Nikita Kucherov isn’t merely content to shred defenses and poor, helpless opposing goalies. He’s like a hot knife going through butter when it comes to the best seasons in recent NHL history, too.
With an impressive two-goal, two-assist night in the Lightning’s 5-4 win against the Red Wings on Thursday, Kucherov now has a blistering 115 points this season. Kucherov has done so in just 71 games, so if he maintains his current (about 1.6197 points-per-game) pace and plays all 82 games, he’d finish either with 132 or 133 in 2018-19.
Just look at this nonsense, as Kucherov unlocked the “destroy the Gatorade achievement” for one of his goals:
Even if Kucherov stopped here, he’d be in some absolutely elite company.
The last player to reach at least 115 points was Sidney Crosby, who managed 120 back in 2006-07. A year before that, Joe Thornton (125) outdueled Jaromir Jagr (123) in a remarkable race for the Art Ross/Hart Trophy in 2005-06.
But, again, if Kucherov stopped at 115, he’d have put together one of the best runs since the calendar hit 2000. Here’s a short list of the best seasons since 2000-01:
1. Joe Thornton, 125 in 2005-06
2. Jaromir Jagr, 123 in 2005-06
3. Jagr, 121 in 2000-01
4. Sidney Crosby, 120 in 2006-07
5. Joe Sakic, 118 in 2000-01
6. Kucherov, 115 in 2018-19
7. Thornton, 114 in 2006-07
If Kucherov came in around 132 or 133 points as he’s projected, he’d top Jagr’s 127 points from 1998-99. You have to reach back to Mario Lemieux’s 161 points in 1995-96 to see a better total than that projected 132-133 points, and players have only hit 130+ on nine occasions (eight players, with Lemieux doing it twice) since 1992-93.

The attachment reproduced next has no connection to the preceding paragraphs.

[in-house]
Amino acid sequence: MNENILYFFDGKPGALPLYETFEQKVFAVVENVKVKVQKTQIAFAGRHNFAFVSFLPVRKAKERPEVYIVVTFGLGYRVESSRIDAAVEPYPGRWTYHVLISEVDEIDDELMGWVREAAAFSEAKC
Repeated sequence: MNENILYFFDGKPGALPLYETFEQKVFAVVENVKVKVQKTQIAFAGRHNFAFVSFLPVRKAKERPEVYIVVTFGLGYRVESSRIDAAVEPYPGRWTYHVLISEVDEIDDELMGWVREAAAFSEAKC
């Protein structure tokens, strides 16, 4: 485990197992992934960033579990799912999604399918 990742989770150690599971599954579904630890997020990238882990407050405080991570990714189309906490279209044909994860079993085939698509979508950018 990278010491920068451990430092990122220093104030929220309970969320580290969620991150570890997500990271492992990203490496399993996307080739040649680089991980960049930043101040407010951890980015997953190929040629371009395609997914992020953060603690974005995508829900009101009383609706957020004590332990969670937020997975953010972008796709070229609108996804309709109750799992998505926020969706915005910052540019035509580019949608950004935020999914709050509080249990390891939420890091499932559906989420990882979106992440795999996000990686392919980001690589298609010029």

Kucherov’s 115 points ties with Eric Lindros’ 115 points from 1995-96 as the 25th-best total since 1992-93 already.
This is truly jaw-dropping stuff, and it increasingly feels like Kucherov might only be stopped by injuries, or maybe a decision to give him a breather before the 2019 Stanley Cup Playoffs. His points break down as 35 goals and 80 assists, so he’s just two helpers away from being a point-per-game player based on assists alone. That’s the sort of stuff we expected from Gretzky.
With all due respect to Connor McDavid, the other player to hit 100 points already (again), it’s tough to imagine any other player threatening Kucherov’s grasp on a much-deserved MVP trophy this season. Interestingly, Kucherov’s hit this mark with substantial ice time (19:42 TOI average), but not nearly being asked to carry the same burden as other potential finalists in McDavid (23:01) and Patrick Kane (22:26).
It’s a truly special season, one where Kucherov’s built on already-strong work to hit another level. At 25, it’s not outrageous to picture him approaching this level again, although he’s setting the bar incredibly high.
James O’Brien is a writer for Pro Hockey Talk on NBC Sports. Drop him a line at firstname.lastname@example.org or follow him on Twitter @cyclelikesedins.